Carl D. Regillo, MD, and Jennifer I. Lim, MD, review clinical trial data for biosimilar products, with interpretation of safety data when comparing to the biologic reference products.
Carl D. Regillo, MD: Jenny, so far, we have 1 FDA-approved biosimilar of ranibizumab, and it’s now commercially available. Any and all of us could be using this product, and maybe some of the others coming very soon. Let’s take a deeper dive into the clinical trials.
Jennifer I. Lim, MD: We love clinical trials.
Carl D. Regillo, MD: Our fields know clinical trials, the results. Can you tell me what the clinical trials showed that led to the approval of SB11? The proof is in the pudding.
Jennifer I. Lim, MD: Absolutely. We love data, and I’m going to give it to you. In terms of the efficacy of SB11, looking at that sensitivity curve at the first 8 weeks when they compared SB11 to the reference drug, ranibizumab, the change in best corrected visual acuity was 6.2 for SB11 and 7.0 for ranibizumab, so essentially the same, no significant difference. In terms of the central subfield thickness change, which was required at 4 weeks for the European medical approval—unlike the FDA requiring the 8-week visual acuity change for approval—the difference was a decrease of 108 μm for SB11 compared to a difference of 100 μm for ranibizumab, again, no significant difference. That tells me, in terms of visual acuity and central subfield thickness change, it’s equivalent.
Carl D. Regillo, MD: That’s what we need to hear, right? Same efficacy, for sure. They also do drug-antibody testing; how did that come out? What did it show?
Jennifer I. Lim, MD: Antidrug antibodies are very important when you talk about biologics because they’re produced by E. coli cells in the process, so technically, you can develop antibodies to this. We can feel comfortable because in this study, for SB11 compared to ranibizumab, the antidrug antibodies did not significantly differ. It was 3% for SB11 and 7% for ranibizumab, so no significant difference there.
Carl D. Regillo, MD: Going back to nocebo, but on the safety side, we’re super sensitized because of some of these issues we talked about before, that some biologics have had higher rates of intraocular inflammation [IOI], and some of those were severe and even led to vision loss. The biologics and on-label drugs we’ve been using, and the reference product we’re talking about here, are squeaky clean, right? Very low rates.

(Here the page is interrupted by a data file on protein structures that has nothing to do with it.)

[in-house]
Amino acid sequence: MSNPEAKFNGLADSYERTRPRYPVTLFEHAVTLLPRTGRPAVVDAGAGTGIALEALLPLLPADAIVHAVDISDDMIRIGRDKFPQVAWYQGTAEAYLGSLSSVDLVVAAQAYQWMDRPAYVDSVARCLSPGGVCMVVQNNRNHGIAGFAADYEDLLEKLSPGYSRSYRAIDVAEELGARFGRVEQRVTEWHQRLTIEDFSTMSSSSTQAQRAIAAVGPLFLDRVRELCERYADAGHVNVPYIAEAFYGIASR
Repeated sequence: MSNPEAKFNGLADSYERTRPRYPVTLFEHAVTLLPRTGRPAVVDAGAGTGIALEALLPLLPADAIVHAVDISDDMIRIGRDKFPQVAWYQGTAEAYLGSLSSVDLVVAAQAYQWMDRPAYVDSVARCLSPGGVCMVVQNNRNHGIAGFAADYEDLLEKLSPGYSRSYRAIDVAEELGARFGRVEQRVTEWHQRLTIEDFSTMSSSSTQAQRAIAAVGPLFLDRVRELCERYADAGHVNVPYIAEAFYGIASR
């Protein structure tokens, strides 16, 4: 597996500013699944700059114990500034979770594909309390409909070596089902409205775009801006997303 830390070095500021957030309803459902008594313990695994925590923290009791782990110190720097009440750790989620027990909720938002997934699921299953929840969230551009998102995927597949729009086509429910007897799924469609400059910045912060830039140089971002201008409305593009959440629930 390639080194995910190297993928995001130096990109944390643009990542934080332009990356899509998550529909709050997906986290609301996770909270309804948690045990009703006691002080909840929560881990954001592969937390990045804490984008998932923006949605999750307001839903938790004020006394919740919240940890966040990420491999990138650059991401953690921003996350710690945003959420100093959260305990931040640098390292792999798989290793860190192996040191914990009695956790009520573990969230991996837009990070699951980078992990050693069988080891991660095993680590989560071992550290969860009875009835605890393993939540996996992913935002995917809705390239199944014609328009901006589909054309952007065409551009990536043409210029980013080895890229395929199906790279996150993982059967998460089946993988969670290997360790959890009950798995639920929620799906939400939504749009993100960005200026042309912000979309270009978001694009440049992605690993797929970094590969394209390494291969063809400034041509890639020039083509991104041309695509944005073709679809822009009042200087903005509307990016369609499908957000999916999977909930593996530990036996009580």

Jennifer I. Lim, MD: Very squeaky clean. Yes.
Carl D. Regillo, MD: We’re talking in major clinical studies that led to the FDA approval, no more than 2% for significant intraocular inflammation. How did it turn out in this particular study for SB11?
Jennifer I. Lim, MD: It was 0.9% IOI for SB11 vs 0% for ranibizumab, so again, clean. I want to emphasize, and you brought this up, that yes, we do have that history, we can’t negate that. We have 15 years of safety data for ranibizumab, and that’s the only difference now between the biosimilar and ranibizumab, because we must wait and get that data accumulated over years.
Carl D. Regillo, MD: We have another phase 3 equivalency study of another biosimilar. It’s not quite FDA approved, but we expect that to happen sometime soon. Can you tell me about that? Does it look the same?
Jennifer I. Lim, MD: It’s looks the same. It was called the COLUMBUS-AMD study, FYB201 compared to ranibizumab, the reference drug. In terms of the visual acuity change and the central subfield change, no significant difference.
Carl D. Regillo, MD: It should be said, these are studies with identical dosing, usually monthly dosing.
Jennifer I. Lim, MD: Correct.
Carl D. Regillo, MD: On-label.
Jennifer I. Lim, MD: Head-to-head.
Carl D. Regillo, MD: Gold standard approach, head-to-head. It’s a pretty big study, although it’s only 1 equivalency phase 3 study, it’s still big. The study for SB11 was 705 patients in total for the 2 arms. Those are big studies, and that should give us a good level of confidence, right?
Jennifer I. Lim, MD: Right.
Transcript edited for clarity